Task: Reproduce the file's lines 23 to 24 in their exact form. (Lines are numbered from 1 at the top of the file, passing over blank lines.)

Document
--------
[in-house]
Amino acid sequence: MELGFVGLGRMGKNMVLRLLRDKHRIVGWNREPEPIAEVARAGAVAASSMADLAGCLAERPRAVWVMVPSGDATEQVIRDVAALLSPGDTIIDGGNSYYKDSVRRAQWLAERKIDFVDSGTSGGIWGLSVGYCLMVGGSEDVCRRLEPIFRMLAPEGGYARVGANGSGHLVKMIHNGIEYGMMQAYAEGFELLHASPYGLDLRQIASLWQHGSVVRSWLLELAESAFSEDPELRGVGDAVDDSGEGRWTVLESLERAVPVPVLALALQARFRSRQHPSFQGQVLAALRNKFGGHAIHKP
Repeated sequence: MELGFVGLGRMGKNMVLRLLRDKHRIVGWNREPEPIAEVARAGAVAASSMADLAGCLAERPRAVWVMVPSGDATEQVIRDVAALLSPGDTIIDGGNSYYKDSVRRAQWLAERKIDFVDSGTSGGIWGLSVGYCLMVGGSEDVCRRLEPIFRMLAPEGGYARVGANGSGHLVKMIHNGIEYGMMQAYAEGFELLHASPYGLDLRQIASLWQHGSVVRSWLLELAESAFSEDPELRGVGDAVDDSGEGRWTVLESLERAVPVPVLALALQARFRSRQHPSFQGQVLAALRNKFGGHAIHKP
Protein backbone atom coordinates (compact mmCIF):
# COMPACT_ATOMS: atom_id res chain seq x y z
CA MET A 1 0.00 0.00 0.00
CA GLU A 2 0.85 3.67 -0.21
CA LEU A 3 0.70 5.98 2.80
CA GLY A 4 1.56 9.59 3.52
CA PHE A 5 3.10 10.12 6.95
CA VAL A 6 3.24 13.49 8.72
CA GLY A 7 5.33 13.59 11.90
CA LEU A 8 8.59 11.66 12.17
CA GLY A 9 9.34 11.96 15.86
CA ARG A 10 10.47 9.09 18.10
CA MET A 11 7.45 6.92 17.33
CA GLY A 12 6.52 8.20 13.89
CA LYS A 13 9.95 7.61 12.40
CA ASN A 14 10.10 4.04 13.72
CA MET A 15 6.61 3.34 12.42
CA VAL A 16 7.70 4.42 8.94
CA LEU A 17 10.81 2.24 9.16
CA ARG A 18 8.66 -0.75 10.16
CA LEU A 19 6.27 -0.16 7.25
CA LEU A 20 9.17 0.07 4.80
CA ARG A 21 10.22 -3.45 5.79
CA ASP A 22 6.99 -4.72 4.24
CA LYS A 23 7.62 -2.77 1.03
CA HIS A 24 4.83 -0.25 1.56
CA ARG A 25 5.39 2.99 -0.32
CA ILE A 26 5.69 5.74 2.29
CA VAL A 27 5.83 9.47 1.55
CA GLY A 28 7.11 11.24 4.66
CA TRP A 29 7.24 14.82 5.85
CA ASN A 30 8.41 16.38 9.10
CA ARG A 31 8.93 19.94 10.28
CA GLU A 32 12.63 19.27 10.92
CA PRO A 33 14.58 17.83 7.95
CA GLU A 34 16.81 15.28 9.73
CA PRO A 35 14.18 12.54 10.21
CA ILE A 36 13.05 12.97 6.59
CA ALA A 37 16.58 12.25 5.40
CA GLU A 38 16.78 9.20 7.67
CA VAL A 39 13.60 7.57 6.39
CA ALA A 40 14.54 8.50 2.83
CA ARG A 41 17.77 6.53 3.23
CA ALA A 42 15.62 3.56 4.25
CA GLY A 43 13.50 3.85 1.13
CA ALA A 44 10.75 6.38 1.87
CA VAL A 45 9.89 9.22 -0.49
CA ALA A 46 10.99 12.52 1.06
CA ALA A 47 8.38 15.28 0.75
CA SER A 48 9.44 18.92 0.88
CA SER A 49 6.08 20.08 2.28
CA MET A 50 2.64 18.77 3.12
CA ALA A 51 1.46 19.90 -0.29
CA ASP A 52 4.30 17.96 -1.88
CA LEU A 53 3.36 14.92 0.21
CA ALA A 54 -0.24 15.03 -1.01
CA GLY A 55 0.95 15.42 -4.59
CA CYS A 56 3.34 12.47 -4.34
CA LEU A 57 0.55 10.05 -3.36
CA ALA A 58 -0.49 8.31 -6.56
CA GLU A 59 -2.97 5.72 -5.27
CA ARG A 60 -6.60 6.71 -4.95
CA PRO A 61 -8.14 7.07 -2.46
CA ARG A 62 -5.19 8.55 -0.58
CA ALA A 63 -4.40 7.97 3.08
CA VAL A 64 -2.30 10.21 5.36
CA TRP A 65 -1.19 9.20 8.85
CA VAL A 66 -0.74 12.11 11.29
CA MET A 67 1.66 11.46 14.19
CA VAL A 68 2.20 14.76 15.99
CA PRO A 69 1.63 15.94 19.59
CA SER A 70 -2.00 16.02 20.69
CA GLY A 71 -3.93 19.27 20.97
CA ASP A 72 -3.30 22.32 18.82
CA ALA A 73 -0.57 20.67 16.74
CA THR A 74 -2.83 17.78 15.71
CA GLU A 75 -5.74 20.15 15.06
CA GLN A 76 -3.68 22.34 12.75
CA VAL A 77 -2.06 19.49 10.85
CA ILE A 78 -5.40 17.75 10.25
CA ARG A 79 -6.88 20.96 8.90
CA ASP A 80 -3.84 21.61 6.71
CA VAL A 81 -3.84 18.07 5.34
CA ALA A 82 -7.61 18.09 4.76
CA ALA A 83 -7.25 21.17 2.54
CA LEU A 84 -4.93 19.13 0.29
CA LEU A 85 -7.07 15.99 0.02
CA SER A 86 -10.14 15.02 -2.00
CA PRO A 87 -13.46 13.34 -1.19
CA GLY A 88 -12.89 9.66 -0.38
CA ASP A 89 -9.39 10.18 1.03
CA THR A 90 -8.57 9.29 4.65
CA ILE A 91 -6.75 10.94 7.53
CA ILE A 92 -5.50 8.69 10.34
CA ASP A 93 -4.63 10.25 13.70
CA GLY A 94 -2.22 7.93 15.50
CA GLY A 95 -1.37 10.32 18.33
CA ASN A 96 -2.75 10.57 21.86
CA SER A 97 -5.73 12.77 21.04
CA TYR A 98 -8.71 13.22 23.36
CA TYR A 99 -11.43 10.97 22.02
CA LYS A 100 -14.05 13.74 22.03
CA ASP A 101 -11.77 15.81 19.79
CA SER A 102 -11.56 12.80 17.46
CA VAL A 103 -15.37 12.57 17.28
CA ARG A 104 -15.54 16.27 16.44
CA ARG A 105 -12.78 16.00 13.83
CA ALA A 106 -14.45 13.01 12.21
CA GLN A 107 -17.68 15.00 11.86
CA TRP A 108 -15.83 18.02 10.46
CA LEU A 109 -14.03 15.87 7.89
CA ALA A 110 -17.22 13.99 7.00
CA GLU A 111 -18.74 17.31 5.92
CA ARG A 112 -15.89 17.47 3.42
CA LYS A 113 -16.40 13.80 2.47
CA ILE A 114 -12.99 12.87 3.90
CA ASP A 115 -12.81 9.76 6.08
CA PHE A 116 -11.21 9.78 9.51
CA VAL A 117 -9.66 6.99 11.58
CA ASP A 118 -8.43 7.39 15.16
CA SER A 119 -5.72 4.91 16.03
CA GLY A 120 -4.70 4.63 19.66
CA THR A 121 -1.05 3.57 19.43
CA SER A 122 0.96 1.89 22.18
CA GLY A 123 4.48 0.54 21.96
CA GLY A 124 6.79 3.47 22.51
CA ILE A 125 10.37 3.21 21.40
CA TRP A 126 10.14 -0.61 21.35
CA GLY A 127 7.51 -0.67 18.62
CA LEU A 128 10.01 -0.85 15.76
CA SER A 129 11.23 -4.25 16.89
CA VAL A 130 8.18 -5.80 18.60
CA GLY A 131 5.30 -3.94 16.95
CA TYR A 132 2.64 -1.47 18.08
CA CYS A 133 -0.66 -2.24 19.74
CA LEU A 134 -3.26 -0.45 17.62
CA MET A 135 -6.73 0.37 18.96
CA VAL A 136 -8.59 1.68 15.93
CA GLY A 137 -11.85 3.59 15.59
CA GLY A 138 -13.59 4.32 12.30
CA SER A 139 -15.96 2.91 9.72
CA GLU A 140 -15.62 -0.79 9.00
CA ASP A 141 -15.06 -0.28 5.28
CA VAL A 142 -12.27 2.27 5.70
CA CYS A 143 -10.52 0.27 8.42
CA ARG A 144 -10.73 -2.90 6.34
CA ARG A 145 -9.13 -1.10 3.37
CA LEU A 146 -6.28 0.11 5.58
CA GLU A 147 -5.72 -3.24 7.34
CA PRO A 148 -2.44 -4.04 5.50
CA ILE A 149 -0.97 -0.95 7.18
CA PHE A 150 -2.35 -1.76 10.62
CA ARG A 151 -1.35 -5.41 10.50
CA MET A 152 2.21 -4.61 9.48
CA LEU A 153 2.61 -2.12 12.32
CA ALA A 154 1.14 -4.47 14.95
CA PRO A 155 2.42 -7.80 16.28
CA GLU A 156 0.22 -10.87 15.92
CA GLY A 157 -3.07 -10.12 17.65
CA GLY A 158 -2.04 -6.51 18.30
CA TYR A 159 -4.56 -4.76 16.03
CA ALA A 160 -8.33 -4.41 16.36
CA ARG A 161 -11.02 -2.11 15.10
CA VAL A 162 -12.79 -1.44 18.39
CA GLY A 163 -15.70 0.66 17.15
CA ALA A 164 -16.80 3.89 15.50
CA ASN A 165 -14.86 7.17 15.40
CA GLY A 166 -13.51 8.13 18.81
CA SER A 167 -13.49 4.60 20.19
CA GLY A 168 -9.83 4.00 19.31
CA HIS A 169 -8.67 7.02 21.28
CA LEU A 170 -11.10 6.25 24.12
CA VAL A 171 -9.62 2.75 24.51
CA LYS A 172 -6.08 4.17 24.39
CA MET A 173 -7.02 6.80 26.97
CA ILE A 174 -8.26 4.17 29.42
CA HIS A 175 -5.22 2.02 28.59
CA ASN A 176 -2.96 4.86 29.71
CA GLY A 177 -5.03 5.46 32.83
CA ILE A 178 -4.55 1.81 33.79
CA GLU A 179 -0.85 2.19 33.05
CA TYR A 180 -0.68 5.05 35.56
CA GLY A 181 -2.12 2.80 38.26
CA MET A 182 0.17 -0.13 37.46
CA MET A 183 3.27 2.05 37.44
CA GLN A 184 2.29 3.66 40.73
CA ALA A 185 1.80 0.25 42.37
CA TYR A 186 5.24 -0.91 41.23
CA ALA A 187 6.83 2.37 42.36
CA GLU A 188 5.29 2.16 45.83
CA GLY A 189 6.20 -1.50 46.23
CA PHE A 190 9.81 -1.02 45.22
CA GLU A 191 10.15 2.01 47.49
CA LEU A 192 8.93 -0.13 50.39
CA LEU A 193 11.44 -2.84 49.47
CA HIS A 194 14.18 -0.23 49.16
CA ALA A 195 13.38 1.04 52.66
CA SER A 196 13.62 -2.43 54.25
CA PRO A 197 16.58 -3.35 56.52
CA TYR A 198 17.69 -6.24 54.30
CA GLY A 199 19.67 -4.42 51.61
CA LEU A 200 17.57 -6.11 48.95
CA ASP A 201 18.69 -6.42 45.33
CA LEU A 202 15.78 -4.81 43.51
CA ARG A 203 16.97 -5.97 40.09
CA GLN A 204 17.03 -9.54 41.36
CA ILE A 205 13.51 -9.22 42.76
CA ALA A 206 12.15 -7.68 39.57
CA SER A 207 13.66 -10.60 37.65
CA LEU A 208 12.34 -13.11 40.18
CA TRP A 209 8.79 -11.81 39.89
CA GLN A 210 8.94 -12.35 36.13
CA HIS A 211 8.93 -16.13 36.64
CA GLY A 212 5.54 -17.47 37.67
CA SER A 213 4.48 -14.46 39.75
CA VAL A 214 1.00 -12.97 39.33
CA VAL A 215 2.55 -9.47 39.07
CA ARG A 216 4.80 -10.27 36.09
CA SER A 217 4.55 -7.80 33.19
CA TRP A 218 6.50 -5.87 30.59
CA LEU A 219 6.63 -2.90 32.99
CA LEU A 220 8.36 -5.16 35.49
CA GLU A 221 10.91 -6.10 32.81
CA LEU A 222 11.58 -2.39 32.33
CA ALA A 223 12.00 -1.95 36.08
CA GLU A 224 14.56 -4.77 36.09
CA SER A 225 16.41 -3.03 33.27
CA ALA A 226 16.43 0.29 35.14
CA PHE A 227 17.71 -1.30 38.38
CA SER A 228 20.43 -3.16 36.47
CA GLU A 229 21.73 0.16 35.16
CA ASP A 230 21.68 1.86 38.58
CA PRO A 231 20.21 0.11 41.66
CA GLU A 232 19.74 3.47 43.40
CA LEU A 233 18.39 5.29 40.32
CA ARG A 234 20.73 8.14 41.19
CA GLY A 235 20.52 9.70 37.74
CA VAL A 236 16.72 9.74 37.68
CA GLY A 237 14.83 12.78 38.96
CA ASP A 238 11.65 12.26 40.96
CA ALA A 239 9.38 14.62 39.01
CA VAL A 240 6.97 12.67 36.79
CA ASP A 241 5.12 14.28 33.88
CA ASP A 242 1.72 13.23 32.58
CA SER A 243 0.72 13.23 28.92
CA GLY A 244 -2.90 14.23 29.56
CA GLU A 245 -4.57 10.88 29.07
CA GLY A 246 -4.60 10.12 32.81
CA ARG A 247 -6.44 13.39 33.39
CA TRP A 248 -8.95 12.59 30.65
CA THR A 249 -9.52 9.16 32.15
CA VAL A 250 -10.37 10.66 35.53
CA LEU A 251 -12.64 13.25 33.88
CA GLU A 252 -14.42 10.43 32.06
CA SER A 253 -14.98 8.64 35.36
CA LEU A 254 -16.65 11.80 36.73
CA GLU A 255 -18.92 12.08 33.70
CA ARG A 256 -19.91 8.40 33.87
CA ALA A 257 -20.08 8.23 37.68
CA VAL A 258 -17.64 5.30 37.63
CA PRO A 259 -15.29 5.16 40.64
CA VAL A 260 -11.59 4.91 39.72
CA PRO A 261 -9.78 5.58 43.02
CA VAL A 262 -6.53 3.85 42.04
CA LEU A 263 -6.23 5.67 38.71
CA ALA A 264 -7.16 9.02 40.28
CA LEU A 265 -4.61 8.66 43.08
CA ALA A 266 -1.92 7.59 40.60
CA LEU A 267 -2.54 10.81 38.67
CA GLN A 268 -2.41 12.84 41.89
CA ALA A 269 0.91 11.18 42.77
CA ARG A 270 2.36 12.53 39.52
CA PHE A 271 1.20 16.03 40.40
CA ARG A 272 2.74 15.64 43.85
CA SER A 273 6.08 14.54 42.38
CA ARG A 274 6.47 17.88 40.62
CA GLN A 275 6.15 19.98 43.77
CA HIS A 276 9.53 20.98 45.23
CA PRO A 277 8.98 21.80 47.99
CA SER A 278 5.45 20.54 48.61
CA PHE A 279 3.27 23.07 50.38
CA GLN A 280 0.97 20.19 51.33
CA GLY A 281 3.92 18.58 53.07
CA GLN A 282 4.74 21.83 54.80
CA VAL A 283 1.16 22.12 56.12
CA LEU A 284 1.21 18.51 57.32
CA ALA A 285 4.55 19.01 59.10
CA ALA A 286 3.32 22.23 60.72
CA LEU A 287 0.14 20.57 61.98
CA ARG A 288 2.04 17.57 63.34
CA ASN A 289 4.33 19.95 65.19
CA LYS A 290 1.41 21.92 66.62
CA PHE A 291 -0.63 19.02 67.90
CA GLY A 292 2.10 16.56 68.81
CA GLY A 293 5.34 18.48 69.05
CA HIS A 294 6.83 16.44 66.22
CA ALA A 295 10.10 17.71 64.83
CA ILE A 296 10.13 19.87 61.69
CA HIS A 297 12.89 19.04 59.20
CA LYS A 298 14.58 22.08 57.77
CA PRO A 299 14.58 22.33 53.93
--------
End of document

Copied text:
CA ARG A 18 8.66 -0.75 10.16
CA LEU A 19 6.27 -0.16 7.25